The Bulletproof Coffin #1


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The Bulletproof Coffin #1


  • Words: David Hine
  • Art: Shaky Kane
  • Story Title: The Eye Within The Eye
  • Publisher: Image Comics
  • Price: $3.99
  • Release Date: Jun 3, 2010

The bastard offspring of an eclectic array of creative and cultural forebears, The Bulletproof Coffin is meta-fiction at its best and most organic. On the surface, David Hine and Shaky Kane have crafted a clever little satire, a pop culture montage of everything that’s cool and crazy and gaudy about the medium and business of comics.

Although there are some laugh-out loud moments and scenes that elicit a perplexed and disturbed, “What the ---?”, this isn’t a book satisfied with simply shocking its audience. This is a true collaborative effort. Hine’s script is razor-sharp, honed to a lethal edge by his years of experience as an accomplished artist in his own right, while Kane’s work is informed by frequent forays into other media, including prose. The result is a perfect fusion of words and pictures, by creators who understand how to complement each other’s strengths and weaknesses intimately.

Working from Kane’s notes, Hine develops their characters with impeccable care, whether they exist within the pages of a fictional comic book or as the audience’s guides through the strange, twisted realm he builds with his collaborator. It’s easy to relate to the affable “voids contractor” Steve Newman, even if he does clean up after dead people. At the end of the day, Steve’s just like the rest of us: trapped in the rat race of work and family, wondering how the hell his life forgot to happen, and whose only solace is his peculiar obsession with forgotten memorabilia. Sound familiar?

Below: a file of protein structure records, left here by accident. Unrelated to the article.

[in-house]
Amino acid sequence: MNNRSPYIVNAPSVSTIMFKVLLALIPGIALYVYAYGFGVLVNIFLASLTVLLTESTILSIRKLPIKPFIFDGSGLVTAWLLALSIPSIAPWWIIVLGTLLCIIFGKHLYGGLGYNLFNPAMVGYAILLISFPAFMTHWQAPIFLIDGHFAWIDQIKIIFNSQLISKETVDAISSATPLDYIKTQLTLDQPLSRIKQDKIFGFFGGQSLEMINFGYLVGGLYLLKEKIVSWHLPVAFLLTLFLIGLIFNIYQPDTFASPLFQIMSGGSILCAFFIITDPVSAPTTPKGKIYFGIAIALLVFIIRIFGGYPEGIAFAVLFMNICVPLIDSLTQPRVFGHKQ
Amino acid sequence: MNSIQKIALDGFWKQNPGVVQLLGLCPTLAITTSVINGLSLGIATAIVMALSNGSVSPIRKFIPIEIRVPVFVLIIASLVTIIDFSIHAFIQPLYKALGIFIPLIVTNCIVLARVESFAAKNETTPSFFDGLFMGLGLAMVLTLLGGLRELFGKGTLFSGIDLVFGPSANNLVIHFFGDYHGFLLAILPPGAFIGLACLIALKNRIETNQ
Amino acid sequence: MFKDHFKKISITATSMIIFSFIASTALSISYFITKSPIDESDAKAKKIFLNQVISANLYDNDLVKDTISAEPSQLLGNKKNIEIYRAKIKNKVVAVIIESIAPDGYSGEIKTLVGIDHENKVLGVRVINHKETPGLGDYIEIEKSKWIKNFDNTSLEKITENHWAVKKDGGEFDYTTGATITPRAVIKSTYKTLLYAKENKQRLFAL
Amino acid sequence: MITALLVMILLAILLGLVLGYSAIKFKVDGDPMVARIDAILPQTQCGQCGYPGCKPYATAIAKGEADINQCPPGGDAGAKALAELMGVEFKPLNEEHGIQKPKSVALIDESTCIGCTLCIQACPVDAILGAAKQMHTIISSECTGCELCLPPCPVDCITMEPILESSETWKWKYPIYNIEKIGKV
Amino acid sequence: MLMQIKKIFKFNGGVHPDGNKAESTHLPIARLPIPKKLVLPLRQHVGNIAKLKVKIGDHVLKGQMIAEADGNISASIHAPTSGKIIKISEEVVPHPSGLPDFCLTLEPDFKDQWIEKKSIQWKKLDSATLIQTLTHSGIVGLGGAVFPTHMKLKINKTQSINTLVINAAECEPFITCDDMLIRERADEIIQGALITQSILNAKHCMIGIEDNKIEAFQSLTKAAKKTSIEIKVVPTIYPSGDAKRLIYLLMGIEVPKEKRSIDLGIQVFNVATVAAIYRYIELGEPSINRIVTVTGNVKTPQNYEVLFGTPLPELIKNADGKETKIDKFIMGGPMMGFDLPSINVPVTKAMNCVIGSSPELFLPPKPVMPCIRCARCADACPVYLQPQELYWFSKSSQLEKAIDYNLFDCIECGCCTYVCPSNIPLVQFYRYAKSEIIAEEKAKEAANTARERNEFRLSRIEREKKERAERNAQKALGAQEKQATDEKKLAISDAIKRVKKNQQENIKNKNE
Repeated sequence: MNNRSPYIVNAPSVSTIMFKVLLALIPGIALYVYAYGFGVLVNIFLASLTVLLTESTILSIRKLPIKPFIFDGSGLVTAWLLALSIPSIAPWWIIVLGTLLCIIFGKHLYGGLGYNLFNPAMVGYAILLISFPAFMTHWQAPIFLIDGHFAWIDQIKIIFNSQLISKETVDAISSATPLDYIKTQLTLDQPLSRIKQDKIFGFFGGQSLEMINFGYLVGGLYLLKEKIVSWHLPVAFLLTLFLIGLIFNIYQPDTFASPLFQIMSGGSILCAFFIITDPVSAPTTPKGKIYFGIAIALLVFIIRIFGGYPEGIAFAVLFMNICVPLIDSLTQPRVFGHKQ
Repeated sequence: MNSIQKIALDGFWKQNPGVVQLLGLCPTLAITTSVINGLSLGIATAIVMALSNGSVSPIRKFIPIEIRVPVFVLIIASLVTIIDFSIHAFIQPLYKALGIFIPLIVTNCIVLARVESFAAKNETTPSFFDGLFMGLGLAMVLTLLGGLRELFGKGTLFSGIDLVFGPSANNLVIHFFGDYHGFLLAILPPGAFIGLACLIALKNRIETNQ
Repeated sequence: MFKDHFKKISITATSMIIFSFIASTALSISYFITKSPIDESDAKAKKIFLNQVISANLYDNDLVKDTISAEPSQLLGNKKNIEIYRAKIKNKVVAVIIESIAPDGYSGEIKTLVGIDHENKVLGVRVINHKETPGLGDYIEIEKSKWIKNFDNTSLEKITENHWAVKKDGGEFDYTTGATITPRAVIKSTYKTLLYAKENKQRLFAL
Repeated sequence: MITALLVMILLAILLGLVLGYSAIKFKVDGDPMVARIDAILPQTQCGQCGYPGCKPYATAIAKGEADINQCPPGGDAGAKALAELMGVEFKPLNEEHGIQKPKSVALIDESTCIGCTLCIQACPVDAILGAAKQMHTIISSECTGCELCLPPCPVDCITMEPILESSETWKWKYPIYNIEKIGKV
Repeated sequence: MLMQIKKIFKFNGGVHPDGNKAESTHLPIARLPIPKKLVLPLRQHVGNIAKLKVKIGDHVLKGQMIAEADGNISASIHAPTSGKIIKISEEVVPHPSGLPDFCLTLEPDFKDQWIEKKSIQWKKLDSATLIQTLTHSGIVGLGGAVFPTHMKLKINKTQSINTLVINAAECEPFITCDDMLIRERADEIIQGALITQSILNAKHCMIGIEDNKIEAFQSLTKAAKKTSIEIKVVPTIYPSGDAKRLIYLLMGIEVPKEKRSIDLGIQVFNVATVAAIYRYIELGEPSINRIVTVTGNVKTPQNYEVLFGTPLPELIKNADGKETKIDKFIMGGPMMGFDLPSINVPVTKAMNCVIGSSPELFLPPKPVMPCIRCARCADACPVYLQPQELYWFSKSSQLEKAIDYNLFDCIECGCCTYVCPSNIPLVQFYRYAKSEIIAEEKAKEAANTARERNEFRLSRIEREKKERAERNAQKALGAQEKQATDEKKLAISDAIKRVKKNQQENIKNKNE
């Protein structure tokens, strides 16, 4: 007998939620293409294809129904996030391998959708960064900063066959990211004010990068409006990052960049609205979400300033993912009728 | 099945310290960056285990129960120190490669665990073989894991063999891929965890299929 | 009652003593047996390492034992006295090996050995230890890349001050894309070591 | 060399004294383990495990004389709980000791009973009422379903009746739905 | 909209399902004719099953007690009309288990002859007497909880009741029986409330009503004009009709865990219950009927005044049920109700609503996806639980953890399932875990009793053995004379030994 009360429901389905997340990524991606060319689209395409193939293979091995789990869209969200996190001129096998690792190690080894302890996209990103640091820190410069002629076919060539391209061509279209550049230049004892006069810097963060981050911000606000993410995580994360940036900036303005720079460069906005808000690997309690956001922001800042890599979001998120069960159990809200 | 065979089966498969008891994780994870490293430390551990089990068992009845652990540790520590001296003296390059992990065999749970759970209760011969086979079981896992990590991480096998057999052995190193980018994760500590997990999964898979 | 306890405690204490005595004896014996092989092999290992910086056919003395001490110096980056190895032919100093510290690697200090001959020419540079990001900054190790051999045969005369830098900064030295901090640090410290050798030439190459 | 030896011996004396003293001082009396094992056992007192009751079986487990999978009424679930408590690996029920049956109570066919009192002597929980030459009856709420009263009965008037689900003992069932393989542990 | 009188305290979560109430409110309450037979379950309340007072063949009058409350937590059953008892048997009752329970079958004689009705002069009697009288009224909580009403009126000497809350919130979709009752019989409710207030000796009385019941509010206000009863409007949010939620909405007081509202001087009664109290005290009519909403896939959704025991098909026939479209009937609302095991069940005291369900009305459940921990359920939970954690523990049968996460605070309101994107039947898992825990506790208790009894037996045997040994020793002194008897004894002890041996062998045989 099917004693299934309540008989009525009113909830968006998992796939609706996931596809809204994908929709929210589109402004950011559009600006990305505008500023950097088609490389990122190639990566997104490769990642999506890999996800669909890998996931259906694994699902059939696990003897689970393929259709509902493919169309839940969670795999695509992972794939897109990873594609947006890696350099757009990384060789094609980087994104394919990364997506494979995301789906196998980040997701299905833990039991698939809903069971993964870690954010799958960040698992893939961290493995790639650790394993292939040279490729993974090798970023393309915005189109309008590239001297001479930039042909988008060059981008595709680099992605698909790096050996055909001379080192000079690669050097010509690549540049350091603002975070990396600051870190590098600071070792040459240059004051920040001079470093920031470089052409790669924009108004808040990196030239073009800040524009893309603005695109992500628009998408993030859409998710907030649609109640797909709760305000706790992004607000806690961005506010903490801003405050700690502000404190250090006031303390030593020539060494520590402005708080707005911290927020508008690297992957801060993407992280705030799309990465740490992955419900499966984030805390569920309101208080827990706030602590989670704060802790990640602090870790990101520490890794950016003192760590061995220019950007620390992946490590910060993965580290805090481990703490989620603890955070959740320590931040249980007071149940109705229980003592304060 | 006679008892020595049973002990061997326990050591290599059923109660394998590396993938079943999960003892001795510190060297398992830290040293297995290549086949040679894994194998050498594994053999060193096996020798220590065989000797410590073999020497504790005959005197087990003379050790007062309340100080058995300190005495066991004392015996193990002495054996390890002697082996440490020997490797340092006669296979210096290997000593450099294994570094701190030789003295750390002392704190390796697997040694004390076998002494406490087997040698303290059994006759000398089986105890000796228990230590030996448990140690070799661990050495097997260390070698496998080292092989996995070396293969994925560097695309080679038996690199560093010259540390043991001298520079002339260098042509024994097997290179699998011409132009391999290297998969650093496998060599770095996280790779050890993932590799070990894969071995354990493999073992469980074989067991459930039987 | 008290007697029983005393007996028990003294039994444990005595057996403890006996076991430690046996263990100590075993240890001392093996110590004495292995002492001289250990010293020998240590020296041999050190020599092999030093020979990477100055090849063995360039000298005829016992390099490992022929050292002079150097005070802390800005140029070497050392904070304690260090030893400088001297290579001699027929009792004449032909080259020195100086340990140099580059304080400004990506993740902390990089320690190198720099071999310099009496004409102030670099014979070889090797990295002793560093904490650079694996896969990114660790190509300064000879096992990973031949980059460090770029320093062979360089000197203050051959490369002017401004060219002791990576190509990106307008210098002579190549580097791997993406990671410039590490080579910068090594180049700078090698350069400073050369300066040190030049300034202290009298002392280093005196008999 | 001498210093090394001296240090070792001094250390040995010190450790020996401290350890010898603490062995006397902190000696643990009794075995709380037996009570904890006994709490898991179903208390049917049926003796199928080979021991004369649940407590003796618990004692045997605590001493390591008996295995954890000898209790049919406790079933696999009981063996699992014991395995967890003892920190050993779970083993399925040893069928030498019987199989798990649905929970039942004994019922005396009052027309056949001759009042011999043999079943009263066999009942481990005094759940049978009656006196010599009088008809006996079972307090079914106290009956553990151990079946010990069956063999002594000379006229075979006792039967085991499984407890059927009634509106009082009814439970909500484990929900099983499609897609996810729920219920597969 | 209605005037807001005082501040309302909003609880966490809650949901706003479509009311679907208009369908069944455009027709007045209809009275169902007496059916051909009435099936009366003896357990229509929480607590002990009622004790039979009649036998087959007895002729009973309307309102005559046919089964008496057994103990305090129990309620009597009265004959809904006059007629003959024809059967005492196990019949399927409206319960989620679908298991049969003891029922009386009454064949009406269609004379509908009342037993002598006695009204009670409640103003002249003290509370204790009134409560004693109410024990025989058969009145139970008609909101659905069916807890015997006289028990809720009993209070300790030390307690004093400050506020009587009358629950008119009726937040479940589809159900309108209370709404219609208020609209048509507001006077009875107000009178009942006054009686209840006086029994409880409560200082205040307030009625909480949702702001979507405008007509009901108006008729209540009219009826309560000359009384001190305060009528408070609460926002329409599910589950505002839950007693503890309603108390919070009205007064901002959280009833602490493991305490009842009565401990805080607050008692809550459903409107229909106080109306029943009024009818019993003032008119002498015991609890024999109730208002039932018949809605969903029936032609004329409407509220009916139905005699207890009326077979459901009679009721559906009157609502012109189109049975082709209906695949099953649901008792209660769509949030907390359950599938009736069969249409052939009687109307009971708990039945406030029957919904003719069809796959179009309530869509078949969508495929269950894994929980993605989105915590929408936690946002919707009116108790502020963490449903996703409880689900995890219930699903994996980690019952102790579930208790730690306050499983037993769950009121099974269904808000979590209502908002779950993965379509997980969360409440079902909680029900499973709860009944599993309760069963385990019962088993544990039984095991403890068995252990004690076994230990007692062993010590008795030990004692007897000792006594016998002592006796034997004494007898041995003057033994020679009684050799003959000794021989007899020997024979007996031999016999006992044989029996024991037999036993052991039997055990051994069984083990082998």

Like most of us who crack the cover of our favorite comic book, Steve is searching desperately for a way out; an escape from his boring, mundane existence in comics’ four-color world of spandex, sex, and adventure. What he finds, when he discovers a collection of comic books that shouldn’t exist, is a portal leading him into a kaleidoscopic house of mirrors reflecting society’s pervading obsession with popular culture.

It’s this obsessive-compulsive fascination with the weird and wonderful that provides the creative impetus for The Bulletproof Coffin. Hine and Kane don’t simply satirize the admittedly skewed worldview of rabid collectors and eccentric creators, they explore what drives us to seek out these escape routes in the first place and celebrate the esoteric iconography guiding us on our journey. 

Kane’s artwork is visually stunning. His distinctive, schizophrenic style recalls the bombastic rendering of Jack Kirby, filtered through the warped lens of a career firmly entrenched in the underground comics movement of the eighties. His panels come densely packed with a variety of tasty treats, as he jams each scene and setting with a multitude of twisted pop culture references.

It’s a deceptively balanced approach. Kane’s work isn’t random or arbitrary, by any means. He’s an exceptional storyteller and craftsman, capable of tweaking his style to service the story, while transitioning between scenes and perspectives with nonchalant brilliance and ease. If you haven’t already experienced Shaky Kane’s distinctive work, you soon will. Be warned, North America: Shaky Kane has arrived.

The Bulletproof Coffin is a book fans and critics will be talking about for long time after the six-issue limited series wraps up later this year. It not only features the arrival of one of the best kept secrets in the UK to American shores in Shaky Kane, it also fully realizes the burgeoning potential of meta-fiction in the comics medium.

Hine and Kane offer their readers the full package in The Bulletproof Coffin, creating a complete history for their intersecting fictional worlds, teeming with thoughtful sarcasm and an attention to detail that disturbs and delights, even as it induces delirium.

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  • Bart Croonenborghs

    Bart Croonenborghs Jun 8, 2010 at 3:14am

    ACK! Forgot to pre-order this, goshdarnit! Good review here!

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